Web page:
Certified Nurse's Aides and Home Health Aides--Important People in Your Senior's Life

Who Are The CNAs and HHAs? 

If your elderly loved one has been in a nursing home, assisted living facility or hospital then he or she has most likely been cared for by a CNA. If he or she is at home and needs home health care, again it is likely that an aide, such as a Home Health Aide, has been present at one time or another.

Aides or assistants are usually defined (socially and professionally) as "just" someone who works under  a nurse. But to your senior, they are so much more than "just" that. They are usually the people who provide the bulk of comfort and personal care.

In hospitals, nurses are busy with their job, which includes everything from mile-high stacks of charts and paper work to giving certain medications, starting IVs, wound care, and dealing with even busier doctors. Therefore they depend on aides to be both their eyes and ears when they aren't in the room. Since the CNA is the person who:

  • Provide showers
  • Helps with dressing
  • Makes beds
  • Changes linens
  • Transfers patients 
  • Helps with toileting
  • Take vital signs

they are usually the first to spot an issue that needs to be reported to the nurse. In the hospital they are also the ones that bring the meals, adjust beds, fetch water, tidy the room, and other tasks that involve caring for the physical well-being and comfort of the patient. 

In nursing homes you will probably find more aides than nurses. This is because they perform most of the care that nursing home residents need throughout the day. On a typical day, a CNA will do many tasks, including ( but not limited to) these, for your loved one: 

  • Wake them up in the morning
  • Assess them
  • Shower or bathe them
  • Shave them
  • Dress them
  • Help them to the dining area or bring their meal
  • Help feed them if needed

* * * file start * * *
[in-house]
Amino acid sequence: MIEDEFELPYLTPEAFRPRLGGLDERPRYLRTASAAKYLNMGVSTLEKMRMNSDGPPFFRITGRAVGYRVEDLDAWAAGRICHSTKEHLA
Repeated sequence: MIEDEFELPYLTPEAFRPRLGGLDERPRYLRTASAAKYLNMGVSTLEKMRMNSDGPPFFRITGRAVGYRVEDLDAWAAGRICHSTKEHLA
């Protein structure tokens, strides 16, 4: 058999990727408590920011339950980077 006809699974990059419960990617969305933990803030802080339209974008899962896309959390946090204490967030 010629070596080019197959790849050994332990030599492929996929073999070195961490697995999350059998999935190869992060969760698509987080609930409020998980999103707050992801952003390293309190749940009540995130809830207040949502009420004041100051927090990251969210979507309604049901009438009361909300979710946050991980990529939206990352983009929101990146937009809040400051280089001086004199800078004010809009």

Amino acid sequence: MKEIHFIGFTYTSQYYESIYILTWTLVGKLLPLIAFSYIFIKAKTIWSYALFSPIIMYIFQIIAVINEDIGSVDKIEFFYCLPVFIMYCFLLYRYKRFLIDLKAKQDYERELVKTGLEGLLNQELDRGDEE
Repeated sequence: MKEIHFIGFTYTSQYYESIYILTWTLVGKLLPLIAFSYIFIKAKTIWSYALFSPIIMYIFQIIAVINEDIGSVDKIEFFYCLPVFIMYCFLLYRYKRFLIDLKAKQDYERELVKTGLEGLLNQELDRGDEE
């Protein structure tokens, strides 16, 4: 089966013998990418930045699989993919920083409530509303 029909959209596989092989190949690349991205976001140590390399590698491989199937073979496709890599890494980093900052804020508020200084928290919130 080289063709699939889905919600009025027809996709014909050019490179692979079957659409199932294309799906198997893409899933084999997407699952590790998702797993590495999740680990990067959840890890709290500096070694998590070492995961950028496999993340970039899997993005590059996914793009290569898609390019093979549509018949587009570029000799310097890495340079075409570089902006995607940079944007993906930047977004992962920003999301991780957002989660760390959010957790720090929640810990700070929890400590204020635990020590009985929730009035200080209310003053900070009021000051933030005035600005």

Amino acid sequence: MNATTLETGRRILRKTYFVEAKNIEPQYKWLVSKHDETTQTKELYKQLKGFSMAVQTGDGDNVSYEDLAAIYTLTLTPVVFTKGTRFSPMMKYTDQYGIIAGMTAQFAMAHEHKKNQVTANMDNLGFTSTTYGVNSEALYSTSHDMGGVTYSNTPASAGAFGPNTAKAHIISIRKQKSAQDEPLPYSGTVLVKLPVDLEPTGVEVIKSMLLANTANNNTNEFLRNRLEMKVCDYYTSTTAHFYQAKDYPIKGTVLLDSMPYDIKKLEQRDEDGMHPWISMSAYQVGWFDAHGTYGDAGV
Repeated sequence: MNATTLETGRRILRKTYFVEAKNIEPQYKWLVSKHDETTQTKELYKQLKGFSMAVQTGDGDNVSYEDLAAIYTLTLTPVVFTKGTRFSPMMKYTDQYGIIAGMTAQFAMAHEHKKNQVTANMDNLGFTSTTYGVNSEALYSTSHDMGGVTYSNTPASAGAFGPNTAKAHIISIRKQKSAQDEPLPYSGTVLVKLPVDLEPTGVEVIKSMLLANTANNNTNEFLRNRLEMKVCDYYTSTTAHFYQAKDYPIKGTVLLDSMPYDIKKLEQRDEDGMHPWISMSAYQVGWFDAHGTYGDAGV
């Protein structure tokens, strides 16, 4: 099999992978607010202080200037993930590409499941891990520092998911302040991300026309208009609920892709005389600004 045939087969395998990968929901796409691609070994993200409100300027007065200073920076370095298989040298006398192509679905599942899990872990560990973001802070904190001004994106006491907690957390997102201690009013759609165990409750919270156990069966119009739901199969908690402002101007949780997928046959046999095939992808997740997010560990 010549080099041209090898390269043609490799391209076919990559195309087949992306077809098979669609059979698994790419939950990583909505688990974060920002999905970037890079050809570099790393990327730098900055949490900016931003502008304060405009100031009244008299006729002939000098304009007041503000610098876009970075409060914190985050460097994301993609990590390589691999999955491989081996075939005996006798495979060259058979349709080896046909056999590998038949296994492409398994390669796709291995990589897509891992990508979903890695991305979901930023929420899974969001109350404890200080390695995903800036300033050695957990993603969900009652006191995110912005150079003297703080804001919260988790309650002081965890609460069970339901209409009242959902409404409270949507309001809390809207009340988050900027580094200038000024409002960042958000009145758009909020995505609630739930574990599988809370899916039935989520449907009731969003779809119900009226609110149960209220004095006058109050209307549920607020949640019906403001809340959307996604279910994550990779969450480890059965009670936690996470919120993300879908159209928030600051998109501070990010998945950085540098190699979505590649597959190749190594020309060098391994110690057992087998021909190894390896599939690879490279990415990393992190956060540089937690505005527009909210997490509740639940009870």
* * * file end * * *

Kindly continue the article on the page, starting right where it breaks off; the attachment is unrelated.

• Make their beds (sometimes several times a day)
  • Tidy their room
  • Help them back to their room after a meal
  • Change them or toilet them 
  • Take them to appointments, therapy or activities
  • Talk to them
  • Help them to perform dental care or perform oral care for them
  • Bring them things they need or want
  • Relay information or concerns to the nurse
  • Help make phone calls
  • Chart meals, toileting sessions, wounds, etc. 
  • Assist the nurse with certain care procedures

They do these tasks as many times a day as needed. They are also the ones who calm agitated or upset residents, listen to their stories, hug them when they are sad, and forgive them when they are abusive. An aide can be doing this for more than dozens of different residents per day. 

If your loved one is at home, they may have a home health nurse that comes to the house to take care of their medical needs. In between his or her visit, a home health aide may come to help with showering, dressing, changing, grooming, and light housekeeping.

Sometimes, a person who needs care around the clock will be under the care of many HHAs, who work in shifts so that someone will always be at your loved one's side.

Appreciate The Aides

Just about everyone expects an aide to be able to perform miracles. Aides really wish they could perform miracles. 

Even though you have your bad CNAs out there, for the most part they are all hard-working, caring people who make a lot of personal sacrifices so that others are cared for. And they don't really get paid that well for what they do. 

If you know an aide, be sure to give them a smile. Know that they probably won't make it home today without being pinched, hit, screamed at, accused, bitten, covered in food, covered in bodily fluids and ragged out by a superior. 

Appreciate them because no matter how tired, irritable, burnt out, disillusioned, achy, overwhelmed and sad they might be...they will get back up tomorrow, put on their scrubs and a smile, and do it all again. 

For your loved one.